(BRUNSWICK, Ga.) — The mother of Ahmaud Arbery said it is “very, very discouraging” that the jury impaneled in the trial of the Georgia men accused of chasing down and killing her son is nearly all white.
The jury was selected on Wednesday to decide the fate of the three white men accused in the shooting death of Arbery, a 25-year-old Black man who prosecutors allege was out for a jog in 2020 when he was attacked.
Opening statements in the murder trial will likely begin Friday in Brunswick, Georgia, the judge said.
“I have my concerns about getting a guilty verdict,” Arbery’s mother, Wanda Cooper-Jones said in an interview Wednesday night with ABC News’ Byron Pitts.
Cooper-Jones said that while it was “very, very discouraging” that only one of the 12 African Americans from the final pool of prospective jurors was chosen to be on the panel, she added that “I do believe with state’s evidence that we still will have a good outcome.”
Asked what worries her most about that jury, Cooper-Jones said, “that the jurors that we picked won’t see things the way that I see things and we will get a very different verdict.”
“Justice for Ahmaud looks like having all three individuals … sentenced to life in prison,” Cooper-Jones said.
The jury panel in the Glynn County Superior Court case was picked after an arduous selection process that lasted nearly three weeks and started with a pool of 1,000 potential jurors. The 12 selected include 11 white people and one Black person, which caused an objection from the prosecution based on racial bias. Each juror was revisited and the judge presiding over the case, Timothy Walmsley, said there “appears to be potential discrimination in the panel.”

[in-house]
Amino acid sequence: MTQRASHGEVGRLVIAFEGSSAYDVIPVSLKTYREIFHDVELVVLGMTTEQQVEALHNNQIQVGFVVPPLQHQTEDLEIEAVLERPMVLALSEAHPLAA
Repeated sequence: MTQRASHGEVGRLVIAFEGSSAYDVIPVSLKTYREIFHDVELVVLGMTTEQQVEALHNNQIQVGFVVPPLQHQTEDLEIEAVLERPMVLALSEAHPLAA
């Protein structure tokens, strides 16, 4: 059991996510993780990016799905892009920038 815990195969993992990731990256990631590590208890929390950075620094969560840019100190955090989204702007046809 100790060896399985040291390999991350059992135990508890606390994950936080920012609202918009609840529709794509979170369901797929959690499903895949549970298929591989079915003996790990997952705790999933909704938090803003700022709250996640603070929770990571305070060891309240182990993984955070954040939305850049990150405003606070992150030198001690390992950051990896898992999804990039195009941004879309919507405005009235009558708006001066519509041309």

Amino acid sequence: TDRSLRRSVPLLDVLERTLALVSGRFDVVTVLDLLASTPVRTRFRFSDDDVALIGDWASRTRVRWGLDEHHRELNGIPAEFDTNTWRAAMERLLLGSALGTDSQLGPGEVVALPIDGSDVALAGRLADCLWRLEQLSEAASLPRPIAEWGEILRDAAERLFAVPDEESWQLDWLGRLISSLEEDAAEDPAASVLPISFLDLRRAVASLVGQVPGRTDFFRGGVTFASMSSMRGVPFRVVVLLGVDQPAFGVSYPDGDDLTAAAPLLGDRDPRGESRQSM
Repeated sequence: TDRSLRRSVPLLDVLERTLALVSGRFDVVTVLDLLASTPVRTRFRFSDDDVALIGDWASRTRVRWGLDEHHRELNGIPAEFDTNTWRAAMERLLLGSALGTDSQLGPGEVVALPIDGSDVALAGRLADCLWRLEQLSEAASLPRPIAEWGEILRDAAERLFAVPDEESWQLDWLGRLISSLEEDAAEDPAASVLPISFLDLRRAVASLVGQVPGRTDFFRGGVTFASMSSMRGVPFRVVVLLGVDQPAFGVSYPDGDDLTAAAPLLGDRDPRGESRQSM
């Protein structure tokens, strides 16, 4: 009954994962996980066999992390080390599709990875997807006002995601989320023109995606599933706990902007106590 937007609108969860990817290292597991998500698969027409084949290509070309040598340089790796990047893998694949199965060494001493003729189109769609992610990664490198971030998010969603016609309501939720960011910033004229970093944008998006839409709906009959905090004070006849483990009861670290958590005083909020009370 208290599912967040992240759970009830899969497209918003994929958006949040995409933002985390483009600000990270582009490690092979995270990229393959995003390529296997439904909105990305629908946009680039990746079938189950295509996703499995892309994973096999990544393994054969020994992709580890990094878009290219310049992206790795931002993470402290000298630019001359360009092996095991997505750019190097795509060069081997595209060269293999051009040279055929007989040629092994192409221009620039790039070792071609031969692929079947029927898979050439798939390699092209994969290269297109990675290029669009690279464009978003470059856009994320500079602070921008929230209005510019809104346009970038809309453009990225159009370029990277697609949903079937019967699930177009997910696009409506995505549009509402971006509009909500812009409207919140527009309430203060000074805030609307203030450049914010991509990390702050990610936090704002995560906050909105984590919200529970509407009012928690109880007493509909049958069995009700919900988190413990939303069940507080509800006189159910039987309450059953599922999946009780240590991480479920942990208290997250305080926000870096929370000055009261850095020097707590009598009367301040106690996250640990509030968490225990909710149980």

But Walmsley rejected a motion from prosecutor Linda Dunikoski to reinstate the dismissed Black jurors to the pool of qualified candidates while at the same time recognizing that one of the challenges of the trial “is the racial overtones in this case.”
Defense attorneys denied that race was a factor in their decision to use their combined allotted 24 strikes to dismiss Black would-be jurors. They also noted that the prosecution used all 12 of its allotted strikes on white prospective jurors.
Defense attorney Laura Hogue, who represents defendant Gregory McMichael, said at least three of the dismissed Black prospective jurors acknowledged they had supported the “I run with Maud” movement and that others showed up for jury duty with strong opinions that the defendants were guilty.
Four alternate jurors will also be seated for the trial from the remaining all-white candidates left in the pool.
Before the final stage of jury selection commenced, one of the potential jurors in the qualified pool was dismissed for cause after defense attorney Kevin Gough, who represents William “Roddie” Bryan, alerted the court to a series of TikTok videos of the 44-year-old woman performing what he described as a “dance tribute” to Arbery. Gough noted that at least one of the videos posted by the prospective juror included a heart emoji and the hashtag RunWithMaud.